New Attorney General Focusing On Violent Crimes

On behalf of Michael A. Gottlieb, P.A. posted in violent crimes on Monday, March 13, 2017.

New U.S. Attorney General Jeff Sessions has indicated that he is going to make changes that will mean harsher sentences for those convicted of violent crimes as well as drug crimes. He’s already instructed federal prosecutors around the country to “address the problem of violent crime in your district.”

Just what actions he wants them to take remain to be seen. He said in his memo to prosecutors that “guidance and support in executing this priority…will be forthcoming.”

The attorney general has also asked for the resignation of federal prosecutors who were appointed during the Obama administration. One well-known New York federal prosecutor, Preet Bharara, says that when he refused to resign, he was fired.

What the appointment of dozens of new federal prosecutors will mean remains to be seen. However, Sessions has indicated that he wants a change in charging policies. It’s anticipated that there will be a shift in Department of Justice resources away from prosecuting business fraud, cyber crime, civil rights violations and environmental crimes toward a stronger emphasis on prosecuting violent crimes.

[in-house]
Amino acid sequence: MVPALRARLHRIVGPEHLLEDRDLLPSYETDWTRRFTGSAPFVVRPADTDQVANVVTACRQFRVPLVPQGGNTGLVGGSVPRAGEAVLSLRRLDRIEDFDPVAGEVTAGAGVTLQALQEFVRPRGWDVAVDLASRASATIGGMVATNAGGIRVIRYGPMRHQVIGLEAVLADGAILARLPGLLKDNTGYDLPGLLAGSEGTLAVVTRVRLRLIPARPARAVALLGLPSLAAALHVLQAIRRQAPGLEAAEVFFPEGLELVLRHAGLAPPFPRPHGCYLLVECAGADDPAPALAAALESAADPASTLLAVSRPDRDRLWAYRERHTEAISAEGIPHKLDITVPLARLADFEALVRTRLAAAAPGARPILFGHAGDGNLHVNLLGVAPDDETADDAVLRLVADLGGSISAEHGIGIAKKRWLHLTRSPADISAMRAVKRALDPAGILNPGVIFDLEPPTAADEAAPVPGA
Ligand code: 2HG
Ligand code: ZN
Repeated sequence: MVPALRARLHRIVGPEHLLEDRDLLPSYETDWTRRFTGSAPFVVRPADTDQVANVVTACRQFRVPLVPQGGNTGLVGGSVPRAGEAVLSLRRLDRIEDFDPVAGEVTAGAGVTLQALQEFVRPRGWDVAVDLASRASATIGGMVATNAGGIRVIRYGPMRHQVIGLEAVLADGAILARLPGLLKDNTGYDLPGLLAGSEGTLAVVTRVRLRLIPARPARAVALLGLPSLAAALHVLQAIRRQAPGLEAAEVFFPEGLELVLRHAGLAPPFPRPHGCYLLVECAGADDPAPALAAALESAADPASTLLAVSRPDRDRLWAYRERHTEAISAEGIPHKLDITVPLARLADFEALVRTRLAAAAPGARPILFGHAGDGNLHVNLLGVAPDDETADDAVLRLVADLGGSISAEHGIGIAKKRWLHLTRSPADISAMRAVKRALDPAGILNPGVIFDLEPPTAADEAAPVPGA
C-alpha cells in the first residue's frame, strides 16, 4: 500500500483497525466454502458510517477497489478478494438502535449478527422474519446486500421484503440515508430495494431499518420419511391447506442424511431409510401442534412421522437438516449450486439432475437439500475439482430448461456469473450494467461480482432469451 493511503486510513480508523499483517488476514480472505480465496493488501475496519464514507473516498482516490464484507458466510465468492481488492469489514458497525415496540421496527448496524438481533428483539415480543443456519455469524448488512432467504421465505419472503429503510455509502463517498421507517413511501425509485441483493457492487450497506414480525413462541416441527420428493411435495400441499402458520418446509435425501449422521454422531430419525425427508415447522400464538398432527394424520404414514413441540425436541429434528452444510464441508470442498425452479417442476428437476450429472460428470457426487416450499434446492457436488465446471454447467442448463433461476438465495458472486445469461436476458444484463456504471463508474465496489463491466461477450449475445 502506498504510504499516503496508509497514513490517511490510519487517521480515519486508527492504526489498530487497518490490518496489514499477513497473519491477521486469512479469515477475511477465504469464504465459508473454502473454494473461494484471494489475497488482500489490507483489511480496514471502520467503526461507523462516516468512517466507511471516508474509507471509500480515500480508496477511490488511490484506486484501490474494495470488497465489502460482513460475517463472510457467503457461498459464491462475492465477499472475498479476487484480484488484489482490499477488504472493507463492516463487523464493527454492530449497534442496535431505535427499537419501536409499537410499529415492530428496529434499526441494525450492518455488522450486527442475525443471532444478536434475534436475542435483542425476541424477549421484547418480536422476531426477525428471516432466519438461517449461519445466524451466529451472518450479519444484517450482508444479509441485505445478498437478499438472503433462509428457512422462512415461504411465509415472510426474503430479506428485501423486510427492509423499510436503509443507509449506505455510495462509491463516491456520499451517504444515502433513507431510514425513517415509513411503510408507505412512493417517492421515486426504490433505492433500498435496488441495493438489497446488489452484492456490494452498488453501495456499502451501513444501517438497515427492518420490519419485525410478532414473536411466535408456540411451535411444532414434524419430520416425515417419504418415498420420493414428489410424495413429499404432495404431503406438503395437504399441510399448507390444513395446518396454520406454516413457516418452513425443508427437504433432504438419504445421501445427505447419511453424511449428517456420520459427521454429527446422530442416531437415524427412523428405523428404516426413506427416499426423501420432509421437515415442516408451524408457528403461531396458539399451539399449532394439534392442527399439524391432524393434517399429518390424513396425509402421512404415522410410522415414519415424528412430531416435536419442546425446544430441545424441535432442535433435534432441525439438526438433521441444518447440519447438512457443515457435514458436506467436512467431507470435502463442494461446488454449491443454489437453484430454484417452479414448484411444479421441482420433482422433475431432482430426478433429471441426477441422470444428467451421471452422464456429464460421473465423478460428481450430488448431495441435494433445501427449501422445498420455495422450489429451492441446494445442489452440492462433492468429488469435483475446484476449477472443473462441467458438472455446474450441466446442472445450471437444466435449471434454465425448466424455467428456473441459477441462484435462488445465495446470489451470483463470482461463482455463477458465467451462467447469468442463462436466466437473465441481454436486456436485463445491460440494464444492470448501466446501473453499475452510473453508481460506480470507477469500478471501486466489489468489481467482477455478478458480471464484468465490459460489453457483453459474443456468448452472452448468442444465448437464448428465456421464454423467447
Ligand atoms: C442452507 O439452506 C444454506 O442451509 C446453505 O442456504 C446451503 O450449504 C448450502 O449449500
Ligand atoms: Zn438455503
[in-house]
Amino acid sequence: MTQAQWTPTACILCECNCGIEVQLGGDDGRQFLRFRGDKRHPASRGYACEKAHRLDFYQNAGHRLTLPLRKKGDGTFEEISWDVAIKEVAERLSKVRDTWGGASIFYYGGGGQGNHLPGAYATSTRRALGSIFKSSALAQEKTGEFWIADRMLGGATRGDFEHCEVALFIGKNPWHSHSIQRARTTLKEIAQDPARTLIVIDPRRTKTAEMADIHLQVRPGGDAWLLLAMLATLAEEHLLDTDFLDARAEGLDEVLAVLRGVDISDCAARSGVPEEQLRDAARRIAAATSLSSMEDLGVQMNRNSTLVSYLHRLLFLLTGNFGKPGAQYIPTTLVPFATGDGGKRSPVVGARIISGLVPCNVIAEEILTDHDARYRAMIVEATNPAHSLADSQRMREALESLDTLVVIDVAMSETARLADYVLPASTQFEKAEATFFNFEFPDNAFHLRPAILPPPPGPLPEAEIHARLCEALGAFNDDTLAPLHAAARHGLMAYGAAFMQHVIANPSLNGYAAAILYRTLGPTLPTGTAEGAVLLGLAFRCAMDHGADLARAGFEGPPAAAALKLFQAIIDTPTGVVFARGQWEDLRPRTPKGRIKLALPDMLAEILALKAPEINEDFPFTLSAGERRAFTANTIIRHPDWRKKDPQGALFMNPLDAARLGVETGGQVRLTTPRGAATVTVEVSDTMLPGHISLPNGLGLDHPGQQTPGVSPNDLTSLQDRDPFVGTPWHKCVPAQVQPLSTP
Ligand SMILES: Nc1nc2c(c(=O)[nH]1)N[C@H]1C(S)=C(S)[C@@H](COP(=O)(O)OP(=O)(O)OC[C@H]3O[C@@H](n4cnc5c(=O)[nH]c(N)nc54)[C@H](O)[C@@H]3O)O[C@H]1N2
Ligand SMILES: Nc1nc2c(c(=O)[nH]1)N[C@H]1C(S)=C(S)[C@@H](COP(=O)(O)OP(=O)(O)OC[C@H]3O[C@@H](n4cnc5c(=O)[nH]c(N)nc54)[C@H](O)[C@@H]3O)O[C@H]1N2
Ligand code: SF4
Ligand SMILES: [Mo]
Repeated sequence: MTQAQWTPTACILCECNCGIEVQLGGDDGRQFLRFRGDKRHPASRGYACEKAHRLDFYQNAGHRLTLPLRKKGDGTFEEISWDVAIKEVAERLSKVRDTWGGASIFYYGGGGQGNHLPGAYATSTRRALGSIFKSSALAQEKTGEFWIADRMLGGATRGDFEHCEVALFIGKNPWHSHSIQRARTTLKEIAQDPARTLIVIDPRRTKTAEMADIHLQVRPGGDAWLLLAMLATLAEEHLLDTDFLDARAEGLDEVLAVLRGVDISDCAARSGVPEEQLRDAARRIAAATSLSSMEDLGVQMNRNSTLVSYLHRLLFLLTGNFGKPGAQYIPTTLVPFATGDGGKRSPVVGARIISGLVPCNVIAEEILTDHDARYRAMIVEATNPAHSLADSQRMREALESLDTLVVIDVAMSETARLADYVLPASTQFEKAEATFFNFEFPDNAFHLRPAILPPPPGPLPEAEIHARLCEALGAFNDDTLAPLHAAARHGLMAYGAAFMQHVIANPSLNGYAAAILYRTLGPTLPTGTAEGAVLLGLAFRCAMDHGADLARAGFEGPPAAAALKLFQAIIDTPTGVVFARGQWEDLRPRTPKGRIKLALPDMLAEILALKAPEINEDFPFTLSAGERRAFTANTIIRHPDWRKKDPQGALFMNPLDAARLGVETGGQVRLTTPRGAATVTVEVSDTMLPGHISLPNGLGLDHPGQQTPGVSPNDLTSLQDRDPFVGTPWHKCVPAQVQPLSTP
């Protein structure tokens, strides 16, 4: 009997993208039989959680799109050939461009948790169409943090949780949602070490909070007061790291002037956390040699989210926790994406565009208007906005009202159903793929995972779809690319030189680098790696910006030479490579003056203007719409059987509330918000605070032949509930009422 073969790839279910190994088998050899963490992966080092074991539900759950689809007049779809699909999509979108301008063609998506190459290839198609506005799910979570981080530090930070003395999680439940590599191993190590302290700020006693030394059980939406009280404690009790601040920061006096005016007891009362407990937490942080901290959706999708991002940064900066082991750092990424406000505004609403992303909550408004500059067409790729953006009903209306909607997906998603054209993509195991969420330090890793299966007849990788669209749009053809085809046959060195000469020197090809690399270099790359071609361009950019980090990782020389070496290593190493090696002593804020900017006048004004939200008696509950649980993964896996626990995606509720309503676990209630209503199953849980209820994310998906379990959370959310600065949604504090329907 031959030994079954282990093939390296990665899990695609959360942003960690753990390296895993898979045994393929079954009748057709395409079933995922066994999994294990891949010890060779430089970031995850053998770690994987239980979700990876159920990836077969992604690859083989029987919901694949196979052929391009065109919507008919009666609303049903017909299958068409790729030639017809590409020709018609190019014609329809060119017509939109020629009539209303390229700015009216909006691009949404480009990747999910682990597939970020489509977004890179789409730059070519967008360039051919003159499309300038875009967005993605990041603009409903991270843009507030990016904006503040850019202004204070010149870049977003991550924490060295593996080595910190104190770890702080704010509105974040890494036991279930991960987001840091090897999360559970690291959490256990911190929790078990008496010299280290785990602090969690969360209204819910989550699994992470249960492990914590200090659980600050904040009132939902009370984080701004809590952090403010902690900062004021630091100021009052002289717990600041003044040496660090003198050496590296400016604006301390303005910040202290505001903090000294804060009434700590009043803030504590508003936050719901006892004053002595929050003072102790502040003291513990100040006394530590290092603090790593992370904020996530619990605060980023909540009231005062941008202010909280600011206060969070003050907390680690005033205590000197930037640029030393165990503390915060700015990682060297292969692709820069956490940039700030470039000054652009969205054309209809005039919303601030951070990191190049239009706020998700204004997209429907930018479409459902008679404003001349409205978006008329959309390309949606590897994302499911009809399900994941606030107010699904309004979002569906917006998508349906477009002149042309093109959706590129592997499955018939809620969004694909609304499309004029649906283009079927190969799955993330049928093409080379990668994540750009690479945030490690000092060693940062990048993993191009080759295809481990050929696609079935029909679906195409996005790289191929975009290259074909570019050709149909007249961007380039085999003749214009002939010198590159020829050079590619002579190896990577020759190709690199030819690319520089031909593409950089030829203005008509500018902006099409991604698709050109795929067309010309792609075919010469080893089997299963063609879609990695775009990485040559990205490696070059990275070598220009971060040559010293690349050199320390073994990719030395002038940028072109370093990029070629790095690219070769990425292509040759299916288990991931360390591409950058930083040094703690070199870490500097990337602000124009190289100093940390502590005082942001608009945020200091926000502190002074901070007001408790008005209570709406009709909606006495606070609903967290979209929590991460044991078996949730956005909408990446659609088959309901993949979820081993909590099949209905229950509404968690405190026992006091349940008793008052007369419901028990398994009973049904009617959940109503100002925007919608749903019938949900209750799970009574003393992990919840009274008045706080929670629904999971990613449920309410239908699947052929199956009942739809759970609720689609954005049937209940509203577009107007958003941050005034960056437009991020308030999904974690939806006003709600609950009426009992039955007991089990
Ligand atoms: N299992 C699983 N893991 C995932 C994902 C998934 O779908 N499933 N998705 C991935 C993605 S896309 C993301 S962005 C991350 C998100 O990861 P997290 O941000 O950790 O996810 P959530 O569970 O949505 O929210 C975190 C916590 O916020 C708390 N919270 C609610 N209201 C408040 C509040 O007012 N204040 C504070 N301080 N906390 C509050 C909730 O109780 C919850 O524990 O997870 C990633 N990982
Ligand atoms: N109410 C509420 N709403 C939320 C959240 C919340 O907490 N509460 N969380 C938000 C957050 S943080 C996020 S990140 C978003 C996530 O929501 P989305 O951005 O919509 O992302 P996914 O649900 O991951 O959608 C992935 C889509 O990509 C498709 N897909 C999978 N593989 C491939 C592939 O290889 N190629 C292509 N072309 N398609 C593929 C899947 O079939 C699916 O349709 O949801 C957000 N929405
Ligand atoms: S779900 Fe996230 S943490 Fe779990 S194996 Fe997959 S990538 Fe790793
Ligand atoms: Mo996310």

The DOJ will also likely roll back some of the changes made under President Obama and specifically his first attorney general, Eric Holder, regarding drug crimes. For example, it might reverse the Obama administration’s efforts to decrease the imposition of mandatory minimum sentences for non-violent drug offenders.

One law school professor says that the actions of the DOJ thus far indicate that those accused of violent crimes as well as drug crimes could face more serious charges and, if convicted, longer prison sentences. Therefore, it’s more crucial now than ever to seek experienced legal guidance if you or a loved one is facing such criminal charges in Florida or other parts of the country.

Source: Politico, “Sessions: Changes coming to policies on drug charges,” Josh Gerstein, March 08, 2017

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